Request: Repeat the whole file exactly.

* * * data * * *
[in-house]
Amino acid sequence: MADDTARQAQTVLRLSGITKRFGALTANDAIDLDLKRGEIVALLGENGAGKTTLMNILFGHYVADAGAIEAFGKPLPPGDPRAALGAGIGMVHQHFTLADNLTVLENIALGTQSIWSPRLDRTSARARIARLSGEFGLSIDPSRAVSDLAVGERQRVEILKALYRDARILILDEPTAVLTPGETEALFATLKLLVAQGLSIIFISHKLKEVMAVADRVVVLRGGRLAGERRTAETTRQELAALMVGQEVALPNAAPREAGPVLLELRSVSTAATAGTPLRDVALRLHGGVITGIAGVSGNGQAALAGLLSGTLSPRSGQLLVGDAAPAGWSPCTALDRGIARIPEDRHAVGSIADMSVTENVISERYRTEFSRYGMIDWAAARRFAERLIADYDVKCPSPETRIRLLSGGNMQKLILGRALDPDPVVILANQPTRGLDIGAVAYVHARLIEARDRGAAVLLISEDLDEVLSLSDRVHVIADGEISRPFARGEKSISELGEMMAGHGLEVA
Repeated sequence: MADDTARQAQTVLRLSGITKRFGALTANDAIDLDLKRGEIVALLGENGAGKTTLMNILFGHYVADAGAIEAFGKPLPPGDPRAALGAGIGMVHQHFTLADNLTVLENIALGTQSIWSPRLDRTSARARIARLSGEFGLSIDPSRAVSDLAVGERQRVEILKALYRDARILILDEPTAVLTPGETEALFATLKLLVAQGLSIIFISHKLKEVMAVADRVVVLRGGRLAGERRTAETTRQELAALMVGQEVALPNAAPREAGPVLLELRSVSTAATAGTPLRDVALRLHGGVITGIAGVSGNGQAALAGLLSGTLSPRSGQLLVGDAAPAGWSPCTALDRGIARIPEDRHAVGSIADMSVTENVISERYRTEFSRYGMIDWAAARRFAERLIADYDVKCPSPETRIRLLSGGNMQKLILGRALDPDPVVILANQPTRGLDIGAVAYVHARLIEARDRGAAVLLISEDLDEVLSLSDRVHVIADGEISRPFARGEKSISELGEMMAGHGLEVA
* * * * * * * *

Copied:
[in-house]
Amino acid sequence: MADDTARQAQTVLRLSGITKRFGALTANDAIDLDLKRGEIVALLGENGAGKTTLMNILFGHYVADAGAIEAFGKPLPPGDPRAALGAGIGMVHQHFTLADNLTVLENIALGTQSIWSPRLDRTSARARIARLSGEFGLSIDPSRAVSDLAVGERQRVEILKALYRDARILILDEPTAVLTPGETEALFATLKLLVAQGLSIIFISHKLKEVMAVADRVVVLRGGRLAGERRTAETTRQELAALMVGQEVALPNAAPREAGPVLLELRSVSTAATAGTPLRDVALRLHGGVITGIAGVSGNGQAALAGLLSGTLSPRSGQLLVGDAAPAGWSPCTALDRGIARIPEDRHAVGSIADMSVTENVISERYRTEFSRYGMIDWAAARRFAERLIADYDVKCPSPETRIRLLSGGNMQKLILGRALDPDPVVILANQPTRGLDIGAVAYVHARLIEARDRGAAVLLISEDLDEVLSLSDRVHVIADGEISRPFARGEKSISELGEMMAGHGLEVA
Repeated sequence: MADDTARQAQTVLRLSGITKRFGALTANDAIDLDLKRGEIVALLGENGAGKTTLMNILFGHYVADAGAIEAFGKPLPPGDPRAALGAGIGMVHQHFTLADNLTVLENIALGTQSIWSPRLDRTSARARIARLSGEFGLSIDPSRAVSDLAVGERQRVEILKALYRDARILILDEPTAVLTPGETEALFATLKLLVAQGLSIIFISHKLKEVMAVADRVVVLRGGRLAGERRTAETTRQELAALMVGQEVALPNAAPREAGPVLLELRSVSTAATAGTPLRDVALRLHGGVITGIAGVSGNGQAALAGLLSGTLSPRSGQLLVGDAAPAGWSPCTALDRGIARIPEDRHAVGSIADMSVTENVISERYRTEFSRYGMIDWAAARRFAERLIADYDVKCPSPETRIRLLSGGNMQKLILGRALDPDPVVILANQPTRGLDIGAVAYVHARLIEARDRGAAVLLISEDLDEVLSLSDRVHVIADGEISRPFARGEKSISELGEMMAGHGLEVA